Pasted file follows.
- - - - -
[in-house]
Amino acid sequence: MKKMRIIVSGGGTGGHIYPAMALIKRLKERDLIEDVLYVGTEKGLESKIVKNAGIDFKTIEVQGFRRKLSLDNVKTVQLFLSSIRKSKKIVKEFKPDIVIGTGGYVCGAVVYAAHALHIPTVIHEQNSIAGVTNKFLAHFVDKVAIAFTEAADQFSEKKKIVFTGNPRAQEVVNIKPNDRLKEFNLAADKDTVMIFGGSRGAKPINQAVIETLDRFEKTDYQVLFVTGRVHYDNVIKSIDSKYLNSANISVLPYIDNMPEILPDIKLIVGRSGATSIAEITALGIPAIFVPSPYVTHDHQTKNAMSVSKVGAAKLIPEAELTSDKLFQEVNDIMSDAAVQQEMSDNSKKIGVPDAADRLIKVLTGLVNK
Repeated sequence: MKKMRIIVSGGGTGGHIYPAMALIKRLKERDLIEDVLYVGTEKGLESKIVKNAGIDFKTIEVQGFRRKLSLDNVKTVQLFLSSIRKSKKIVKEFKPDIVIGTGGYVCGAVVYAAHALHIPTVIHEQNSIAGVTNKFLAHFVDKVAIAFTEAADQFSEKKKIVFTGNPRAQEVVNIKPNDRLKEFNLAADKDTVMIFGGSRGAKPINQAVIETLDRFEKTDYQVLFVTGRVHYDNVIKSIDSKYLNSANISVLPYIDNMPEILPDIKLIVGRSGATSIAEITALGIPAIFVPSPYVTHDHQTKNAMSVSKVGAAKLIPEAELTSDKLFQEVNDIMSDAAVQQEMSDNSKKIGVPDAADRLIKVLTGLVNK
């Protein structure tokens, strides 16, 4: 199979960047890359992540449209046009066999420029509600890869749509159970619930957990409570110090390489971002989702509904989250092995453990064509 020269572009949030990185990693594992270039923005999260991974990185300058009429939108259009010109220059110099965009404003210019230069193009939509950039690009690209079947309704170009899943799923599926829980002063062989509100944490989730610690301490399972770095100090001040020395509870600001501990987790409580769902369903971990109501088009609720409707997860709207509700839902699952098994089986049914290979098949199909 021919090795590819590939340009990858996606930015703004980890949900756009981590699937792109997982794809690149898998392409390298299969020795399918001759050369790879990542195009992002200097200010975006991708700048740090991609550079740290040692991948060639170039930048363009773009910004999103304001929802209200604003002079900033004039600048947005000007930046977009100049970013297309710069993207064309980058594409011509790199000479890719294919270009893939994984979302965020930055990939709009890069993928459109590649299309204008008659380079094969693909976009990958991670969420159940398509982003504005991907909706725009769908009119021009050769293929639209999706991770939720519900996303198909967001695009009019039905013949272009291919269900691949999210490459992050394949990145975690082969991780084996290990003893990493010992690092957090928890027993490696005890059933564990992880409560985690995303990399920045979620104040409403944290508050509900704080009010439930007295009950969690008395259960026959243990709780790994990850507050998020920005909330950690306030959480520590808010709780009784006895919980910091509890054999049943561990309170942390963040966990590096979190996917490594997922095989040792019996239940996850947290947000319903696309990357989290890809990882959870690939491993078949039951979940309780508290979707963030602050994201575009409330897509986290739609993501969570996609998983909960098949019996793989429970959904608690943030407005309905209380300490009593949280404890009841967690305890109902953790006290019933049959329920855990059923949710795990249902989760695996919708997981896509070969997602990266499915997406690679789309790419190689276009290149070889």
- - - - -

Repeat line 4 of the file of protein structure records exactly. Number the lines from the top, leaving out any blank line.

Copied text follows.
């Protein structure tokens, strides 16, 4: 199979960047890359992540449209046009066999420029509600890869749509159970619930957990409570110090390489971002989702509904989250092995453990064509 020269572009949030990185990693594992270039923005999260991974990185300058009429939108259009010109220059110099965009404003210019230069193009939509950039690009690209079947309704170009899943799923599926829980002063062989509100944490989730610690301490399972770095100090001040020395509870600001501990987790409580769902369903971990109501088009609720409707997860709207509700839902699952098994089986049914290979098949199909 021919090795590819590939340009990858996606930015703004980890949900756009981590699937792109997982794809690149898998392409390298299969020795399918001759050369790879990542195009992002200097200010975006991708700048740090991609550079740290040692991948060639170039930048363009773009910004999103304001929802209200604003002079900033004039600048947005000007930046977009100049970013297309710069993207064309980058594409011509790199000479890719294919270009893939994984979302965020930055990939709009890069993928459109590649299309204008008659380079094969693909976009990958991670969420159940398509982003504005991907909706725009769908009119021009050769293929639209999706991770939720519900996303198909967001695009009019039905013949272009291919269900691949999210490459992050394949990145975690082969991780084996290990003893990493010992690092957090928890027993490696005890059933564990992880409560985690995303990399920045979620104040409403944290508050509900704080009010439930007295009950969690008395259960026959243990709780790994990850507050998020920005909330950690306030959480520590808010709780009784006895919980910091509890054999049943561990309170942390963040966990590096979190996917490594997922095989040792019996239940996850947290947000319903696309990357989290890809990882959870690939491993078949039951979940309780508290979707963030602050994201575009409330897509986290739609993501969570996609998983909960098949019996793989429970959904608690943030407005309905209380300490009593949280404890009841967690305890109902953790006290019933049959329920855990059923949710795990249902989760695996919708997981896509070969997602990266499915997406690679789309790419190689276009290149070889």